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List of Personalities Associated with Non-Cooperation Movement during British India

23-MAY-2017 15:25

    The Non-Cooperation Movement was launched in August, 1920 by Mohandas Karamchand Gandhi after the Jallianwala Bagh Massacre. It was first nationwide mass movement that was launched to resist British rule in India through non-violent means. Here, we are giving the list of personalities associated with Non-Cooperation Movement for enhancing the knowledge about the personalities who shaped the Indian independence movement from British rule.

    Non-Cooperation Movement

    List of Personalities Associated with Non-Cooperation Movement during British India

    Mohandas Karamchand Gandhi (Bapu)

    He issued a manifesto and announced his doctrine of non-violent Non-Cooperation Movement in March1920. He was a prominent leader of the movement who urged the people to adopt Swadeshi principles and habits, including hand spinning, weaving and work for the removal of untouchability. He addressed lakhs of people during his nationwide tour in 1921. The outburst of violence at Chauri-Chaura in Uttar Pradesh during February 1922 compelled him to suspend the movement.

    C.R. Das (Desh Bandhu)

    He presented the main resolution on Non-Cooperation Movement during the annual session of the Congress in Nagpur of 1920. He was a lawyer by profession who boycotted the law courts and gave up a lucrative practice. His three subordinates and supporters, Birendranath Samsal, J.M. Sengupta and Subhash Bose in played a major role in uniting the Hindus and Muslims in Midnapore, Chittagong and Calcutta respectively.

    Jawaharlal Nehru

    He carried on the Non-Cooperation Movement propaganda and encouraged the formation of the Kisan Sabha to take up the cause of the peasants exploited by government policies. He was against Gandhi's decision to withdraw the movement.

    J.M. Sengupta

    He was a Bengali nationalist leader, supported the labourers on tea plantations in Assam in their protests and strike.

    Basanti Debi

    She was a wife of C.R. Das, was one of the first women volunteers to court arrest in 1921.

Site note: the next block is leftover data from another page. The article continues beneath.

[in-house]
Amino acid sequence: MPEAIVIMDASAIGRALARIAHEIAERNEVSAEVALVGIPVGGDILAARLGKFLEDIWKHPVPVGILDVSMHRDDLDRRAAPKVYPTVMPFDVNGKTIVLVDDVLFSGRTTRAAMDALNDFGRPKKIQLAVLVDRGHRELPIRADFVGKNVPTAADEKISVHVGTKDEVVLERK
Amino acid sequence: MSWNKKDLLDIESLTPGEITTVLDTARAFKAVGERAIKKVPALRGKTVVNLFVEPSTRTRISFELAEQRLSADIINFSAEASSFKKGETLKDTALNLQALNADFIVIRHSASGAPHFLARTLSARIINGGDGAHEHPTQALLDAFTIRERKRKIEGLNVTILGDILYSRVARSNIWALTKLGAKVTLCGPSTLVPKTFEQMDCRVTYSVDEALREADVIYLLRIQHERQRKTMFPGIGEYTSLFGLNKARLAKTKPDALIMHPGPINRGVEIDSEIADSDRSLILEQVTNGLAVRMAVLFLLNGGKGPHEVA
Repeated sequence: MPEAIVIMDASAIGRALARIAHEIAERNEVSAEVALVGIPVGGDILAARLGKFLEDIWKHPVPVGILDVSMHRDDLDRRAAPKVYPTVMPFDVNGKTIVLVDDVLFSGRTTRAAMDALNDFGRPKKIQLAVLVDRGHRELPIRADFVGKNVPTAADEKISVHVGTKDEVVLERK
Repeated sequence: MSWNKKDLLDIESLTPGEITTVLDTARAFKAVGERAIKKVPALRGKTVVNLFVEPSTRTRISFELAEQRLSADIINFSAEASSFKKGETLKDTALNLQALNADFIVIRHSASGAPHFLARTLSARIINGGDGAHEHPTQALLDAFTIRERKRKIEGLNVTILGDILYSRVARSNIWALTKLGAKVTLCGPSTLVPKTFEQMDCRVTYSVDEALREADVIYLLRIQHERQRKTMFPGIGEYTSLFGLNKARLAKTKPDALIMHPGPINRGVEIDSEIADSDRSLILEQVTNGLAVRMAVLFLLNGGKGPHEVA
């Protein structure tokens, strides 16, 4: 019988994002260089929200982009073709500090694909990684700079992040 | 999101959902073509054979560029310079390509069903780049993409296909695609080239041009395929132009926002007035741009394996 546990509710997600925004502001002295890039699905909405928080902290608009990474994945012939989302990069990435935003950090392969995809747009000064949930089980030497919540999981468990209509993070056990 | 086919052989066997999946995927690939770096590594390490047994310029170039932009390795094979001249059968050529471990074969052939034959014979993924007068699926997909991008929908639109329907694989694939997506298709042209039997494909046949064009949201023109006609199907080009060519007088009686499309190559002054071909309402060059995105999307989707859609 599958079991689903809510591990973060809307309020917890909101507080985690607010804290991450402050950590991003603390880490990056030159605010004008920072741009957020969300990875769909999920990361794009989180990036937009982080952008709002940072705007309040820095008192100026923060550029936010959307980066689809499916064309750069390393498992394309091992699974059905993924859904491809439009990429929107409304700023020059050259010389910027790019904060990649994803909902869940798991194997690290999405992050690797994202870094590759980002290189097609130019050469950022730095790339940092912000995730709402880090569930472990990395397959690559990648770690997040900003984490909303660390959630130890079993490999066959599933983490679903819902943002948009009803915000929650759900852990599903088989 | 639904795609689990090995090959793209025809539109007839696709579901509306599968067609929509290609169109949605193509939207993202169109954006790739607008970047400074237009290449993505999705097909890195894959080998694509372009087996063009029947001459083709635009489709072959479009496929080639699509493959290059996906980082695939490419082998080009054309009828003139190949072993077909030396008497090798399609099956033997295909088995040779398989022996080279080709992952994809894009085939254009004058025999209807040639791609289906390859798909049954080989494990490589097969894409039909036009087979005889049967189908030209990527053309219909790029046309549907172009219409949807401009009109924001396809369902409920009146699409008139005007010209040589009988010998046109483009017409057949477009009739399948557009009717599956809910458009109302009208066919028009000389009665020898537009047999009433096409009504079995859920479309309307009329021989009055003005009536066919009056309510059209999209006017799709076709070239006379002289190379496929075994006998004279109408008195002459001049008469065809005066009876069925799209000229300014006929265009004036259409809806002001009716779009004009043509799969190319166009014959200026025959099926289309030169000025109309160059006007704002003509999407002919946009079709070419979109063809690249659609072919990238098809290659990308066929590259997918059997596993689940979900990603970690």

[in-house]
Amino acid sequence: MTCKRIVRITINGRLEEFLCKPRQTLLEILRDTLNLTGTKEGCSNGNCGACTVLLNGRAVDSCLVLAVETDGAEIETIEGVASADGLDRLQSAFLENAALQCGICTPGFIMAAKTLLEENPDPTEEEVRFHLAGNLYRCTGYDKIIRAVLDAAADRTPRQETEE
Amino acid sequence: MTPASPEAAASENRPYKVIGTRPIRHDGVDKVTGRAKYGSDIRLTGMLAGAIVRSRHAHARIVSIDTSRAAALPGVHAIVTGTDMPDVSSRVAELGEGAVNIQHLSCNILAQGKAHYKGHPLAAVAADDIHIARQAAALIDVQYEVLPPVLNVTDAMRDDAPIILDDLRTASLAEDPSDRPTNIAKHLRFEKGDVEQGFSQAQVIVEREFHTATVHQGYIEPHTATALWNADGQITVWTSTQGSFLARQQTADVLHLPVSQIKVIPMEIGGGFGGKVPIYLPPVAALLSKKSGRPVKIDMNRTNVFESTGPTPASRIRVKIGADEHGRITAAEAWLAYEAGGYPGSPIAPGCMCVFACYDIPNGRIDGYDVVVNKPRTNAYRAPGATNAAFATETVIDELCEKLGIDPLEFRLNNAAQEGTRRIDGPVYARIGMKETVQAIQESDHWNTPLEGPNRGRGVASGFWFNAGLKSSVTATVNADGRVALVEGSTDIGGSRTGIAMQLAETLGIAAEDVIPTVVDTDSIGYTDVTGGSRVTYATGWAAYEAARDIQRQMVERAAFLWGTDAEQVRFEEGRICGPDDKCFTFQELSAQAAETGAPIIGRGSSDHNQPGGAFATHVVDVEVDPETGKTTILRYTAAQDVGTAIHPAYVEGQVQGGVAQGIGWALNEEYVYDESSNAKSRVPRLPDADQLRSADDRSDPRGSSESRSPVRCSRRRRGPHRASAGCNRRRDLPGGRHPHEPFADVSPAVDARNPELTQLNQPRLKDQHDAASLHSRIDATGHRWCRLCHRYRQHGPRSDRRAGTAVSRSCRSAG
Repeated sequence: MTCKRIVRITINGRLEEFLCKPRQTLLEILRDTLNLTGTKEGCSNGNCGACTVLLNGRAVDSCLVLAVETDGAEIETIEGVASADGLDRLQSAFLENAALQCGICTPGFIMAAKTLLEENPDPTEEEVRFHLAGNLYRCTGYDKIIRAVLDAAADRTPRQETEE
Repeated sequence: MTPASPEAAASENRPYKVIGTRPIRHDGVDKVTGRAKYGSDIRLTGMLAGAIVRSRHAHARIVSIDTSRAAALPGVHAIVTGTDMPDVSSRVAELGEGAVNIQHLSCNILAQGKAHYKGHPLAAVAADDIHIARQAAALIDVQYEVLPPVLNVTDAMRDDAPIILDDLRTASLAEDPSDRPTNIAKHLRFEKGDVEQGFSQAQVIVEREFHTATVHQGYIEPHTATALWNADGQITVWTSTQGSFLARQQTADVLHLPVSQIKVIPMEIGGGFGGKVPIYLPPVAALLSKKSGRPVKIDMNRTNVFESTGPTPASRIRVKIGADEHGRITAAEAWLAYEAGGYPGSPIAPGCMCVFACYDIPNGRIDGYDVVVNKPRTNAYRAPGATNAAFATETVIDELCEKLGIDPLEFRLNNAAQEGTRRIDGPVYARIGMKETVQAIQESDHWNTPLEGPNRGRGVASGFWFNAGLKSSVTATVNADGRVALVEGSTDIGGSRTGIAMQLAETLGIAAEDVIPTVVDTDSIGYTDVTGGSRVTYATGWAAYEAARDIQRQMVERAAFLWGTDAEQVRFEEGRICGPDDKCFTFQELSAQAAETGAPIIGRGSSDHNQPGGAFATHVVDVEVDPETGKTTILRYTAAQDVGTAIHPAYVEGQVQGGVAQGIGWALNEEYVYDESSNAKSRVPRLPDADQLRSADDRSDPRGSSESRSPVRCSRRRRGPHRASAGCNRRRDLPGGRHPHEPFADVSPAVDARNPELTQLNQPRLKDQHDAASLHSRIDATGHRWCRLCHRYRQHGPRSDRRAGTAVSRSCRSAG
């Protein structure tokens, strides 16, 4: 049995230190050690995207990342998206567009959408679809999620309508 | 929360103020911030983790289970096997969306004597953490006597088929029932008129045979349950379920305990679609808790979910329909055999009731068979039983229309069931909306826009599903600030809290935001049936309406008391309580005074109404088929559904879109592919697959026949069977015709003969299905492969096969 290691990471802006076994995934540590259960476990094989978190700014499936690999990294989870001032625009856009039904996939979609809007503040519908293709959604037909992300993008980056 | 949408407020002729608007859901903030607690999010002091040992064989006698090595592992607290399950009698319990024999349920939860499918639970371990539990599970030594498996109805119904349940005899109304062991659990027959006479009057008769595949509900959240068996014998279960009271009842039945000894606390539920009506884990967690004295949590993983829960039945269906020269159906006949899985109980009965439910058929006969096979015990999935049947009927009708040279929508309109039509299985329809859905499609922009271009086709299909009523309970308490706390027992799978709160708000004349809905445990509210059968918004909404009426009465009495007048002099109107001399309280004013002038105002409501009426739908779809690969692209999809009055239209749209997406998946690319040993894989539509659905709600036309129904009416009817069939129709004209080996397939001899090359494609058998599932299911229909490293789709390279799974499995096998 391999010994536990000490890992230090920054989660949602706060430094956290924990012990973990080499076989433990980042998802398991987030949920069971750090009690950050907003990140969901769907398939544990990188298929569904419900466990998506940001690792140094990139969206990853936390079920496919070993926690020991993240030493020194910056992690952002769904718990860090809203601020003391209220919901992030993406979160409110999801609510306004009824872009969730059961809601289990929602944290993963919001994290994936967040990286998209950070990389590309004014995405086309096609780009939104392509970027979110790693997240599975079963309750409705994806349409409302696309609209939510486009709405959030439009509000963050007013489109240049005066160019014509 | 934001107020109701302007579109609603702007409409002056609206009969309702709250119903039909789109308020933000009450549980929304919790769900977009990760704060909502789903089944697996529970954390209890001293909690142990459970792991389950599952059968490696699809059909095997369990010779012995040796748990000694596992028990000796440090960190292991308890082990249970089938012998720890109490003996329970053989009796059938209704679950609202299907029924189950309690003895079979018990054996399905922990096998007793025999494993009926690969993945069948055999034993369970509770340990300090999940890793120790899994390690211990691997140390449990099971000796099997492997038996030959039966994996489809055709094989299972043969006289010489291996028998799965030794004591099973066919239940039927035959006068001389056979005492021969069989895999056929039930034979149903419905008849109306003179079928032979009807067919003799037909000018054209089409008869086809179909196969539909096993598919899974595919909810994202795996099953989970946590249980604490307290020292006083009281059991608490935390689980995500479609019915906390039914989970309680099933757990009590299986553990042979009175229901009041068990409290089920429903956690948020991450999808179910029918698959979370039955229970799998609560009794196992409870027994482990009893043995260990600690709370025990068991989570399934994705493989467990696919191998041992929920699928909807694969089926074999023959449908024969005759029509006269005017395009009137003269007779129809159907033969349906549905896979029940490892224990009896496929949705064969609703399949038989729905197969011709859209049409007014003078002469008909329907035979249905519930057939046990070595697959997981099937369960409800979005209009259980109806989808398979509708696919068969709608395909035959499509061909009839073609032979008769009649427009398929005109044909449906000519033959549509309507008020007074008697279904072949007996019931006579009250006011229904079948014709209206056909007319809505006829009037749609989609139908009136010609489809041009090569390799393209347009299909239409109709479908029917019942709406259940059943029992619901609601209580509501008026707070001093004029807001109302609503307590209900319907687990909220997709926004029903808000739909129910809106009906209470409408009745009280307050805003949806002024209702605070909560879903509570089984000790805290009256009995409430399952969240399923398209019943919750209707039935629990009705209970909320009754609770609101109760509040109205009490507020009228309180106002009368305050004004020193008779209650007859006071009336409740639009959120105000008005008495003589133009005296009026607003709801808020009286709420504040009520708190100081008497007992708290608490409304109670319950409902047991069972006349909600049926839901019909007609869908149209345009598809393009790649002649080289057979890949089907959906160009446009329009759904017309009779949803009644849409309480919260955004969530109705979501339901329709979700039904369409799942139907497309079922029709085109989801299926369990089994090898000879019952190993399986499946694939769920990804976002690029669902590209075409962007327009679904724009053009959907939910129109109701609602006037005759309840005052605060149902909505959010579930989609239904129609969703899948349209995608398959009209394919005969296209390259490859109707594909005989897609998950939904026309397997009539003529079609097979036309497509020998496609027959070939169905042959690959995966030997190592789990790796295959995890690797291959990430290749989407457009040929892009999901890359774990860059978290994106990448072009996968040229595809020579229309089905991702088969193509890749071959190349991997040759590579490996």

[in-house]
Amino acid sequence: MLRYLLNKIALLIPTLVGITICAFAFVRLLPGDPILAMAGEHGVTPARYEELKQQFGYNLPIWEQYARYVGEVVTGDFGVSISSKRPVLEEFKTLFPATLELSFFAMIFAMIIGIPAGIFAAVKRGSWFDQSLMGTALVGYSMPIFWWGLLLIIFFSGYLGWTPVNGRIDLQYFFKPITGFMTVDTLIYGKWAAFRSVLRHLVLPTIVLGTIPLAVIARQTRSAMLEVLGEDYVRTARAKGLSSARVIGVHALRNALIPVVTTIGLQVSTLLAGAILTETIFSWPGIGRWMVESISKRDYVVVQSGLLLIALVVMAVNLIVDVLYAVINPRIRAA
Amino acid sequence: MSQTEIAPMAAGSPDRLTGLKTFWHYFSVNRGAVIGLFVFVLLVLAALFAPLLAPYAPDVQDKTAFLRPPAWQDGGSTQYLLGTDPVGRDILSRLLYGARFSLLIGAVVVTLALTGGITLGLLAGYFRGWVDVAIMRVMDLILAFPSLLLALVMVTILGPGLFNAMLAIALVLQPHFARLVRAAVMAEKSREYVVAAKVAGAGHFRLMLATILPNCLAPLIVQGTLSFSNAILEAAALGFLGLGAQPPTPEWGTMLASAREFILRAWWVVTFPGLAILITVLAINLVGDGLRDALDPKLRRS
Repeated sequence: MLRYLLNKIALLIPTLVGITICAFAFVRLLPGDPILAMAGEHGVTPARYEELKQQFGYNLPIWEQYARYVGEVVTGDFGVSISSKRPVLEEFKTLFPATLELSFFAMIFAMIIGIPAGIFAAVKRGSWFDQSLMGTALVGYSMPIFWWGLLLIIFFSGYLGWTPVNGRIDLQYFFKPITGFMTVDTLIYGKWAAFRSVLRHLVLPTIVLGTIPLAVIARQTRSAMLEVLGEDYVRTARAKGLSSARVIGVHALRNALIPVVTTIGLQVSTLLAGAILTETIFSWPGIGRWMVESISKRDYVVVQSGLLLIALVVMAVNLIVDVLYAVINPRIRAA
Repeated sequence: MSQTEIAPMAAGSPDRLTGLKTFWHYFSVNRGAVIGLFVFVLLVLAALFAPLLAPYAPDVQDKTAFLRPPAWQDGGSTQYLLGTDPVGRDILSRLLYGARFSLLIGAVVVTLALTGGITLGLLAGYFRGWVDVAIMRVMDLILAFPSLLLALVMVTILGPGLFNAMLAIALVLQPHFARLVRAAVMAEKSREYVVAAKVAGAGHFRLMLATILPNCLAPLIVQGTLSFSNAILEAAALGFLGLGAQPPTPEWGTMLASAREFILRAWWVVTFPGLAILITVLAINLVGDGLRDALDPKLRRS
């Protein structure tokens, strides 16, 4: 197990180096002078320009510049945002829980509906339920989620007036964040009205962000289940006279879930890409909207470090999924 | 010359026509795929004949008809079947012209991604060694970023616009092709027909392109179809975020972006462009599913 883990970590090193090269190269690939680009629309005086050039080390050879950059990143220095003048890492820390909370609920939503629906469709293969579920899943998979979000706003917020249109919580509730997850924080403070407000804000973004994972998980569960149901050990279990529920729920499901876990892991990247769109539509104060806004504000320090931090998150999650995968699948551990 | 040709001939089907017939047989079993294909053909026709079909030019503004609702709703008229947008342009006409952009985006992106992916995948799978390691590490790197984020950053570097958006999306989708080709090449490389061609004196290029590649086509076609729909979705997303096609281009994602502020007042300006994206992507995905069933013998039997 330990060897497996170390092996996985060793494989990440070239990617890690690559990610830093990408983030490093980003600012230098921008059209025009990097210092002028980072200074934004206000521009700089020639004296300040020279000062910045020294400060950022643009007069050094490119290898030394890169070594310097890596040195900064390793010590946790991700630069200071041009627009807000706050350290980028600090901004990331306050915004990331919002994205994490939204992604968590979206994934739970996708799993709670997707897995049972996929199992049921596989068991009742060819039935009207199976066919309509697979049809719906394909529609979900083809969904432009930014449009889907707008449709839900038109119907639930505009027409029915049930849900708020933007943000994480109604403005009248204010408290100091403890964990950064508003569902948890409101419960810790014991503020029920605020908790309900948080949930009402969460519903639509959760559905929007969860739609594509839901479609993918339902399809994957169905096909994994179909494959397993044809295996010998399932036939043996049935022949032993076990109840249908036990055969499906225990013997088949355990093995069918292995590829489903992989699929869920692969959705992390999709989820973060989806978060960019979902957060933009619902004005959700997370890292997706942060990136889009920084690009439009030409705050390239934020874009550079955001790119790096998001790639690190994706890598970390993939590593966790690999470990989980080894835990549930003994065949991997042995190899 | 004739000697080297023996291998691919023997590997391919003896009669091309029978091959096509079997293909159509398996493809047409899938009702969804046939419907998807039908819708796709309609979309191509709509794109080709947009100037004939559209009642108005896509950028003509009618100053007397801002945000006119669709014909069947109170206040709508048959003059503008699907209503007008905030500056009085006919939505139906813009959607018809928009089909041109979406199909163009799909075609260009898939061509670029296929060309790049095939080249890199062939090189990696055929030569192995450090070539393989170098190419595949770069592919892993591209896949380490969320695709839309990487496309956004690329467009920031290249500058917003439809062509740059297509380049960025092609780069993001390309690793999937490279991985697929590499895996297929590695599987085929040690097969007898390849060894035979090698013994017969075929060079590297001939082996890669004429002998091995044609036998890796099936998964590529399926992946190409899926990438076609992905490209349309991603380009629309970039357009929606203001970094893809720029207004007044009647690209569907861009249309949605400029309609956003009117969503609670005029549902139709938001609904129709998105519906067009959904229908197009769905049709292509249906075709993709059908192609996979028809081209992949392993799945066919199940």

Birendranath Samsal

    He organised the anti-union board agitation in the Contai and Tamluk sub-divisions of Midnapore. In November-December 1921, Samsal initiated a no-tax movement among the Mahishya substantial tenantry of Midnapore.

    Jitendralal Banerjee

    He organised the peasants in 1921-22 to resist settlement operations in Bogra, Pabna and Birbhum.

    Subhash Chandra Bose

    He supported the movement and resigned from the civil service. He was appointed the principal of the National College in Calcutta.

    Ali brothers (Shaukat Ali and Muhammed Ali)

    They were the foremost Khilafat leaders vehemently supported Gandhi in his nationwide tour to spread the movement. At the All India Khilafat Conference, Muhammad Ali declared that 'it was religiously unlawful for the Muslims to continue in the British Army'. The Ali brothers were arrested later.

    Motilal Nehru

    He renounced his legal practice in response to the Non-Cooperation Movement call by Gandhi. He was arrested in 1921. Other notable lawyers who gave up their practice included M.R. Jayakar, Saifuddin Kitchlew, Vallabhbhai Patel, C. Rajagopalachari, T. Prakasam and Asaf Ali. Their sacrifice inspired many others, who boycotted government jobs and entered the mainstream of freedom struggle.

    Lala Lajpat Rai

    He was initially not in favour of the policy of Non-Cooperation Movement (he was against the boycott of schools) but later he supported the movement. In fact he protested against its withdrawal in 1922.

    Rajendra Prasad

    He actively supported the Gandhian movement in Bihar.

    Sardar Vallabhbhai Patel

    He spread the movement in Gujarat and regarded Non-Cooperation Movement as a feasible alternative to revolutionary terrorism to fight against a colonial government.

    Motilal Tejawat

    He organised the Bhils and the Bhil movement strengthened the non-cooperation activities.

    Alluri Sitaram Raju

    He led the tribes in Andhra and combined their demands with those of the Non-Cooperation Movement.

    Hasrat Mohani

    He was a Khilafat leader, condemned the arrest of the Ali brothers and demanded complete independence.

    Purushottamdas Thakurdas, Jamnadas Dwarkadas, Cowasji Jehangir, Phroze Sethna and Setalvad